Athletics: Oscar Pistorius salutes 'amazing' London at golden farewell

 

It was only fitting that Oscar Pistorius should have the last word. "The summer has been a dream come true," the original Blade Runner said after bringing down the curtain on another spectacularly successful sporting show in Stratford with a suitably golden moment on Saturday night. "Lord Coe and his team at Locog have done the most amazing job.

"Their attention to detail has made this the most phenomenal and successful Olympic and Paralympic Games. I think the world has finally seen that Paralympic sport is truly elite. It has performances that are really worth supporting and worth getting to know the athletes for. It's been a humbling blessing to be here."

For many of us, it has been a surreal experience, sitting in the main London 2012 arena watching the Paralympics, like the Olympics before them, surpass all expectation. There have been the 80,000 sell-outs for every session of the athletics programme, morning and evening for nine successive days, making it a record 1.5 million for the Games.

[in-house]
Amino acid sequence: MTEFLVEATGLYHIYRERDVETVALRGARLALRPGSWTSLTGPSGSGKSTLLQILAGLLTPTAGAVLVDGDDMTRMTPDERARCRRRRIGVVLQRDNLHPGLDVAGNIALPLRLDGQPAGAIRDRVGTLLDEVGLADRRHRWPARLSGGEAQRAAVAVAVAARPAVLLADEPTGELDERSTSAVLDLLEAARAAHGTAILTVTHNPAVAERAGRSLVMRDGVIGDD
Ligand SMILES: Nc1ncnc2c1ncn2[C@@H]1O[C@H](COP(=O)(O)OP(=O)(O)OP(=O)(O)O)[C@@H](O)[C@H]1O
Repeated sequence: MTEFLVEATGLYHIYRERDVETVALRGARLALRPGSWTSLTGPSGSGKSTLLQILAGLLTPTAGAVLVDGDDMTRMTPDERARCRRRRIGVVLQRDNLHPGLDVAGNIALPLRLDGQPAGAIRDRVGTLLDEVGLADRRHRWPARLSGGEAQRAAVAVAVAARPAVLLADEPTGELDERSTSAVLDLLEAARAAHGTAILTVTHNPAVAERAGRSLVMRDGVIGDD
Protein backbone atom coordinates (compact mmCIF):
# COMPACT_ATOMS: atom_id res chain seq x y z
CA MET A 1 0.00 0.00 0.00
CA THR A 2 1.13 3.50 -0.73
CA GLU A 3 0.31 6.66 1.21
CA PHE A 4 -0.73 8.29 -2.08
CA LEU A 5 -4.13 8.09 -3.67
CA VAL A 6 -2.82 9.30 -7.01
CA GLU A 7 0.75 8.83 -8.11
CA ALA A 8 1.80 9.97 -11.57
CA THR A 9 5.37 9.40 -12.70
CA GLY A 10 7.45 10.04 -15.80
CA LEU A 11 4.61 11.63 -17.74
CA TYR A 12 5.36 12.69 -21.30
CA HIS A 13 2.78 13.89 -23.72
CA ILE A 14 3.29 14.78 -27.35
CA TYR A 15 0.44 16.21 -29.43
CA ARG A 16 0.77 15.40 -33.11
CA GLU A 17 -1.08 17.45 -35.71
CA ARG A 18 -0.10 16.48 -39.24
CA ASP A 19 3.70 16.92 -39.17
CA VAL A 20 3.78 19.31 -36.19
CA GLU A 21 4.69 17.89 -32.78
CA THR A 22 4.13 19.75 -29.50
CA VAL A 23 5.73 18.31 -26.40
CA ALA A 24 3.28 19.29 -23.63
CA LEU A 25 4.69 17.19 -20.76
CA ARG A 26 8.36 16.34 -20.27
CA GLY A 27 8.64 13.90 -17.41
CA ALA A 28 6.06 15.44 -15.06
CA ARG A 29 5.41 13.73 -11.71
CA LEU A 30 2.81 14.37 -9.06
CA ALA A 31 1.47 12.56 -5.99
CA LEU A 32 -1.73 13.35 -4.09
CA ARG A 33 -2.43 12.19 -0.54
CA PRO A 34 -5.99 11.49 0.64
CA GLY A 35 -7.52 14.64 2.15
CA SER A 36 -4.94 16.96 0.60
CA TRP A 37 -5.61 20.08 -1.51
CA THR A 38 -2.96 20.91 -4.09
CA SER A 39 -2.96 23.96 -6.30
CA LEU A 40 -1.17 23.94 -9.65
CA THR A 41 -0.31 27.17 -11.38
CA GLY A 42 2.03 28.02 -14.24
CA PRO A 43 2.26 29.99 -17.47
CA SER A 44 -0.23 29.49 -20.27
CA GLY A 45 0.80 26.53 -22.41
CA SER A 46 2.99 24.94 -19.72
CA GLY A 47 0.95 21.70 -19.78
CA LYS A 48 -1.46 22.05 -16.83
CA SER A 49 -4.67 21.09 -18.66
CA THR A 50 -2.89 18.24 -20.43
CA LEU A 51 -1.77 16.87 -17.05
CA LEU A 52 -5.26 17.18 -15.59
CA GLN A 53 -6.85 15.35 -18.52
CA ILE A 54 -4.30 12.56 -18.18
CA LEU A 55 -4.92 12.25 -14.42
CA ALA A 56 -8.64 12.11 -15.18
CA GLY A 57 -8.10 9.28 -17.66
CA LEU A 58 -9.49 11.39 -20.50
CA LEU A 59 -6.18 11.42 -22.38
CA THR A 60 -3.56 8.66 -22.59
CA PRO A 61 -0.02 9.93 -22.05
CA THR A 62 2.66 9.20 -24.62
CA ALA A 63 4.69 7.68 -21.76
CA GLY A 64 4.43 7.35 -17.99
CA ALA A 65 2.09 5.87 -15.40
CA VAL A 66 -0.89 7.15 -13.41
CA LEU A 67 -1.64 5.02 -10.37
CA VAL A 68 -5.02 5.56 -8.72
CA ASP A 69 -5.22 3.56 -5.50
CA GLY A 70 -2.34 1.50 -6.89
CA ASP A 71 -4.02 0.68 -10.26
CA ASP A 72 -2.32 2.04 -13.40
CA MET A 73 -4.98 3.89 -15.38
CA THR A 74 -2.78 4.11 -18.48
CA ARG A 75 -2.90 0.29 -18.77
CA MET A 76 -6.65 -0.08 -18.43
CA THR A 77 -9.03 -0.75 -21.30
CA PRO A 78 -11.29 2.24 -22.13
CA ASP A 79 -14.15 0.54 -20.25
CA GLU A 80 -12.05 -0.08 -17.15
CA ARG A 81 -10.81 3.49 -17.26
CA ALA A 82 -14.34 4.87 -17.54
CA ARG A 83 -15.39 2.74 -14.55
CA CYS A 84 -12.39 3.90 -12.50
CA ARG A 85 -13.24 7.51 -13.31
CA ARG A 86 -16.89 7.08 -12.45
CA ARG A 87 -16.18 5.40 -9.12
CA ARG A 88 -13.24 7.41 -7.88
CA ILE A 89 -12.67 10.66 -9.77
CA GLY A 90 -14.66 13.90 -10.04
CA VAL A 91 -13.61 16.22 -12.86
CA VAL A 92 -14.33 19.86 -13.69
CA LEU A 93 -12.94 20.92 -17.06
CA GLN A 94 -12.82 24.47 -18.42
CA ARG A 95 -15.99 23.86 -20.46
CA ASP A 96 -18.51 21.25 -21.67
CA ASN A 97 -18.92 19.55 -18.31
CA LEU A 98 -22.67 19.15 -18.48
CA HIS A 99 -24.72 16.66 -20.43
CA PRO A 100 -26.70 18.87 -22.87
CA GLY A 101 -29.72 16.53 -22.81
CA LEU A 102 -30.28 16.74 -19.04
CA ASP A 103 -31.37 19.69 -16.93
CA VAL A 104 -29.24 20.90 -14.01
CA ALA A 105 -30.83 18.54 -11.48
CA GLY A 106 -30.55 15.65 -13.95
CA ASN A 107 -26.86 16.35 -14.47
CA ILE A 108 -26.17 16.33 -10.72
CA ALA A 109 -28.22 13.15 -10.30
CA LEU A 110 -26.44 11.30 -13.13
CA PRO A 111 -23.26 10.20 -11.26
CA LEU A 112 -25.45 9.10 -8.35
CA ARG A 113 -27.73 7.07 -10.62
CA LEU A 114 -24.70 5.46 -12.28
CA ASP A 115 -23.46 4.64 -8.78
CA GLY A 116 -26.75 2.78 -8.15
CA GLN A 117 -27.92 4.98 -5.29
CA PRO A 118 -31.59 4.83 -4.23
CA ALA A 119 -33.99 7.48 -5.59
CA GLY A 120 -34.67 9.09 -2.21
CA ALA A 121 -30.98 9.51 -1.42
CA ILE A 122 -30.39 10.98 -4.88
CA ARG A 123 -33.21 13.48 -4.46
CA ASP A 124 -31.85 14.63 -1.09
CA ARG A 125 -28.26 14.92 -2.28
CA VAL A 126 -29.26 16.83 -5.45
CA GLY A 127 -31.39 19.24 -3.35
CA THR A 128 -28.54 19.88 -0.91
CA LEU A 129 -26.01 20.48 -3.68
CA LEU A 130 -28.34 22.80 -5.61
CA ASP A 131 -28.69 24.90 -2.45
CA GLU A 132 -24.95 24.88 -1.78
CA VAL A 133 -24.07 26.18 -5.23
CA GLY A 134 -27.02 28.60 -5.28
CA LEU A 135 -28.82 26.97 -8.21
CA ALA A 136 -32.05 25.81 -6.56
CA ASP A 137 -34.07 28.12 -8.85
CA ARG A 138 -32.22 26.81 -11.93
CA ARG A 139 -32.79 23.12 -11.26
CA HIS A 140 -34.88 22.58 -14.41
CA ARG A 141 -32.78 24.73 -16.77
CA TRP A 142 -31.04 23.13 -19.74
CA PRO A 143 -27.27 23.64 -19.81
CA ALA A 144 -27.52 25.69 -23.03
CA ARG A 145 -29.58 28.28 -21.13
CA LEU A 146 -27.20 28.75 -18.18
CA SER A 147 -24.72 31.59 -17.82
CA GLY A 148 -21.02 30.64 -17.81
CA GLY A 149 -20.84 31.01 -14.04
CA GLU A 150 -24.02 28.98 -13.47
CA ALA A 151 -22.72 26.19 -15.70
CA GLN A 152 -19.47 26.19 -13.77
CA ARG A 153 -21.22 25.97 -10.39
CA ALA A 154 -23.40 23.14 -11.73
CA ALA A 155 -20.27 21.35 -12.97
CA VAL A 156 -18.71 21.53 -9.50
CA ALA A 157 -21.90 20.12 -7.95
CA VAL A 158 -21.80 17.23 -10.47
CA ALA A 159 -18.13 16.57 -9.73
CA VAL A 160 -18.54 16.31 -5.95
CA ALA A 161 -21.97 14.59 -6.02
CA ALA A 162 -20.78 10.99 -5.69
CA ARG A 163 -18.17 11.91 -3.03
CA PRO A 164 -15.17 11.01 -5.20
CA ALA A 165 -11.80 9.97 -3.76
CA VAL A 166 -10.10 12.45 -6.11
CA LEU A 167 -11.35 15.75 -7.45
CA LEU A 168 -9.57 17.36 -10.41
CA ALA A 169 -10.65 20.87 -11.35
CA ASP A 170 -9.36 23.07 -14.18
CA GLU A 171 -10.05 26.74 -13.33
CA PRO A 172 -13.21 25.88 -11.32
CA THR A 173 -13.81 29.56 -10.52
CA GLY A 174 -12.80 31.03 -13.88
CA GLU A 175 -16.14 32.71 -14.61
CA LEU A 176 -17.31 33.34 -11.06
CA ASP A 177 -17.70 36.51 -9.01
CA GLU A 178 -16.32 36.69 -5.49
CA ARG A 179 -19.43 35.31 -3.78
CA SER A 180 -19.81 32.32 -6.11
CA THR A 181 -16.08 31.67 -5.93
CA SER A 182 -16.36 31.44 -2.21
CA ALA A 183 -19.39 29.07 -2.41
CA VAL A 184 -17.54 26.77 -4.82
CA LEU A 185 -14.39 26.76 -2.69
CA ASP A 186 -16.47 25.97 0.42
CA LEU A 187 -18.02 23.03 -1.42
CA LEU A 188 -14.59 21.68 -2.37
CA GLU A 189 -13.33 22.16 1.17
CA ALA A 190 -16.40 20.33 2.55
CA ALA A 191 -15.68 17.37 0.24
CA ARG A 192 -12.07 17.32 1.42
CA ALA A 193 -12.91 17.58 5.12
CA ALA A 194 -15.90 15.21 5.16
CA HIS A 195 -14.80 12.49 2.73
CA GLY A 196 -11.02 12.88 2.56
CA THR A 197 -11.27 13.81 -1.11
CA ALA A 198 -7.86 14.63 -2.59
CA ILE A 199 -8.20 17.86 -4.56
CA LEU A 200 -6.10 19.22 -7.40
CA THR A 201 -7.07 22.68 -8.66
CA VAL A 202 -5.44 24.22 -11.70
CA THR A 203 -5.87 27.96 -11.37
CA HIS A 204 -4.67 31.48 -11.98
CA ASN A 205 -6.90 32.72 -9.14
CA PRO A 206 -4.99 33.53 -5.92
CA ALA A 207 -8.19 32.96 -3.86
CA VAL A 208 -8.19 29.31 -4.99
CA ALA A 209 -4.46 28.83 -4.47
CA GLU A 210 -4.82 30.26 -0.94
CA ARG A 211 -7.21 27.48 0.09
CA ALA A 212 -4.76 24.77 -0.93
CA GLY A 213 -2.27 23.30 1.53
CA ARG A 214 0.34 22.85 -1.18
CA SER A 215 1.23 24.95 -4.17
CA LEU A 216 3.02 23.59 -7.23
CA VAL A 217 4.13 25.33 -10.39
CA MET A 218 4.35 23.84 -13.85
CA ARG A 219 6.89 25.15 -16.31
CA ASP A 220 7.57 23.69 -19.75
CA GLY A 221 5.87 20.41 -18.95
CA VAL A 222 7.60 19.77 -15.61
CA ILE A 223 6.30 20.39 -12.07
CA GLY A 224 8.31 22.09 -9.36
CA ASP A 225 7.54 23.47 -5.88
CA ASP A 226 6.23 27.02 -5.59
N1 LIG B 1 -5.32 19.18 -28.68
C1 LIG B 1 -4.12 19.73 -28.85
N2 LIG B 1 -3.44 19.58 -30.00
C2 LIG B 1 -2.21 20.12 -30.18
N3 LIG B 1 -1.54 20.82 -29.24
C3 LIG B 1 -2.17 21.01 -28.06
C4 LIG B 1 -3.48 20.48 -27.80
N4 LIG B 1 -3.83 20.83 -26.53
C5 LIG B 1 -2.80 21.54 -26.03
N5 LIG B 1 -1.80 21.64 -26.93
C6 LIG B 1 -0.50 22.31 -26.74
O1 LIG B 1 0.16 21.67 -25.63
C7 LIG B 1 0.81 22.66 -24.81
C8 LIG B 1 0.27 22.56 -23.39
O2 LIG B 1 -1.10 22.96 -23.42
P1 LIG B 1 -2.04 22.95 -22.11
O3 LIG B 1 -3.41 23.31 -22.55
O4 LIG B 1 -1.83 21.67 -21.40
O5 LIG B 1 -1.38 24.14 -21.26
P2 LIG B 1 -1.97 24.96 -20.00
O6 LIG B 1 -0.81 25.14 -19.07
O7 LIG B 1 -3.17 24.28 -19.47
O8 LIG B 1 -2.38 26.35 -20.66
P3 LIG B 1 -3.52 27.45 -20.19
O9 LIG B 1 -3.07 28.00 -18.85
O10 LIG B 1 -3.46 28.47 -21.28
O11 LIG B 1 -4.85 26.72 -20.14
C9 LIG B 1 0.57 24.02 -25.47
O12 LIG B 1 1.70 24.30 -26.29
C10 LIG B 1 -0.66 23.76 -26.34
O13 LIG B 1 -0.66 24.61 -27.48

One minute the 80,000 have been booing George Osborne. The next they have been chanting the name of a 19-year-old amputee from Cambridge.

On Saturday night, they were rising to acclaim Pistorius. Running in the very last race on the Olympic and Paralympic track, the 25-year-old South African was a class apart as he retained the last of his remaining individual Paralympic titles.

He did so in style, winning the T44 400m in 46.68sec, finishing comfortably clear of his nominal rivals. Blake Leeper of the United States was a distant runner up in 50.14sec.

Up to that point, the London Paralympics had been a particularly mixed experience for Pistorius. He went into the Games as the face of Paralympism, the household name who had crossed over into mainstream track and field with his appearance on the Olympic stage, where he reached the semi-finals of the individual 400m and ran in the final of the 4 x 400m relay.

Then came the loss of his 200m title to Alan Oliveria and his complaint that the Brazilian was gaining an unfair advantage with the length of his blades. Relinquishing his 100m title to Britain's Jonnie Peacock was less of a shock than the dent caused to his public image by the temporary losing of his rag.